• Lefsrud, L.M., & Meyer, R.E. (2012): “Science or Science Fiction? Professionals’ Discursive Construction of Climate Change.” Organization Studies, 33 (11), 1477–1506.
  • Levy, D.L., & Egan, D. (2003): “A Neo-Gramscian Approach to Corporate Political Strategy: Conflict and Accommodation in the Climate Change Negotiations.” Journal of Management Studies, 40 (4), 803–829.
  • Linnenluecke, M.K., & Griffiths, A. (2013): “Firms and sustainability: Mapping the intellectual origins and structure of the corporate sustainability field.” Global Environmental Change, 23 (1), 382–391.
  • Mäkitie, T., Normann, H.E., Thune, T.M., & Gonzalez, J.S. (2019): “The green flings: oil and gas industry’s engagement in offshore wind power.” Energy Policy, 127, 269–279.
  • Markard, J., Raven, R., & Truffer, B. (2012): “Sustainability transitions: An emerging field of research and its prospects.” Research Policy, 41 (6), 955–967.
  • Musiolik, J., Markard, J., Hekkert, M., Furrer, B. (2019): “Creating innovation systems: How resource constellations affect the strategies of system builders.” Technological Forecasting & Social Change, in press; first published online on February 17, 2018,
  • Patala, S., Korpivaara, I., Jalkala, A., Kuitunen, A., & Soppe, B. (2019): “Legitimacy Under Institutional Change. How incumbents appropriate clean rhetoric for dirty technologies.” Organization Studies, 40 (3), 395–419.
  • Sine, W.D., & Lee, B.H. (2009): “Tilting at Windmills? The Environmental Movement and the Emergence of the U.S. Wind Energy Sector.” Administrative Science Quarterly, 54 (1), 123–155.
  • Slager, R., Gond, J.P., & Moon, J. (2012): “Standardization as Institutional Work: The Regulatory Power of a Responsible Investment Standard.” Organization Studies, 33 (5–6), 763–790.
  • Smink, M.M., Hekkert, M.P., & Negro, S.O. (2015): “Keeping sustainable innovation on a leash? Exploring incumbents’ institutional strategies.” Business Strategy and the Environment, 24 (2), 86–101.
  • Thune, T., Engen, O. A. & Wicken, O. (2018): Petroleum Industry Transformations. Lessons from Norway and Beyond. New York: Routledge.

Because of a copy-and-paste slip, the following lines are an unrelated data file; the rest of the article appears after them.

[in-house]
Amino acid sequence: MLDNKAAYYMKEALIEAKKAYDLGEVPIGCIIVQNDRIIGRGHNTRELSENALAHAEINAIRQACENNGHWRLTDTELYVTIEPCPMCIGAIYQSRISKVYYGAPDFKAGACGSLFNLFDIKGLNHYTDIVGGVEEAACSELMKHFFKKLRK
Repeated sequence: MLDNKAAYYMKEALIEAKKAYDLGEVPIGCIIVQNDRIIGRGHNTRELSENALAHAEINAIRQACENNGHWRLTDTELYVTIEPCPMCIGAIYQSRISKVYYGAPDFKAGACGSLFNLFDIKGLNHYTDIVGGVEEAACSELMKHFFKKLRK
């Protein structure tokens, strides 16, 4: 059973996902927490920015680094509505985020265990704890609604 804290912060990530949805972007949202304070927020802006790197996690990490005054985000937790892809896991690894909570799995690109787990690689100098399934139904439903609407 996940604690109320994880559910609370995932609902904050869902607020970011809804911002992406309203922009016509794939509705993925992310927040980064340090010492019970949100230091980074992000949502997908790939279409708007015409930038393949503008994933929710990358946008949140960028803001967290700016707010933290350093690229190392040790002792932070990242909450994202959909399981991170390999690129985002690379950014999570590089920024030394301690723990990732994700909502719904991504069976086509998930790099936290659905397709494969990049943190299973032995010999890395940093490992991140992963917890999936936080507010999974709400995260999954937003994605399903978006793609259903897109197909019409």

• Whiteman, G., Walker, B., & Perego, P. (2013): “Planetary Boundaries: Ecological Foundations for Corporate Sustainability.” Journal of Management Studies, 50 (2), 307–336.
  • Wijen, F., & Ansari, S. (2007): “Overcoming Inaction through Collective Institutional Entrepreneurship: Insights from Regime Theory.” Organization Studies, 28 (7), 1079–1100.
Jochen Markard is a Senior Researcher at the Group for Sustainability and Technology within the Department of Management, Technology, and Economics of ETH Zurich, Switzerland. In his research, Jochen studies the interaction of innovations, organizations, policies and society. A focus is on emerging and declining industries in the context of sustainability transitions. In his recent research, he has analyzed technology life-cycles, legitimacy dynamics, technology decline, transition pathways, discourse and framing, alliances and inter-firm networks, and advocacy coalitions. Jochen’s research has been published in ‘Research Policy’, ‘Nature Energy’, ‘Technological Forecasting & Social Change’, and ‘California Management Review’, among other journals.
Birthe Soppe is Assistant Professor of Business Administration with a focus on Organization at the University of Innsbruck, Austria. She is also affiliated with the University of Oslo, Norway, and Co-Director of the research centre INTRANSIT. In her research, she examines the social, institutional, and organizational underpinnings that shape new new market fields, innovations, and novel forms of organizing in the context of the sustainability. Birthe’s research has been published in journals such as ‘Organization Studies’, ‘Research Policy’, ‘Research in the Sociology of Organizations’, and ‘Journal of Small Business Management’.
Taran M. Thune is Professor of Innovation Management and Policy at the Centre for Technology, Innovation and Culture at the University of Oslo, Norway. She works on issues connected to industrial transformations, combining innovation systems approaches with organizational theory, and has recently looked into transformations within incumbent industries and connections to emerging niches. Taran’s work has been published in journals such as ‘Research Policy’, ‘Energy Policy’, ‘Journal of Sustainable Production’, ‘Public Administration’, and more.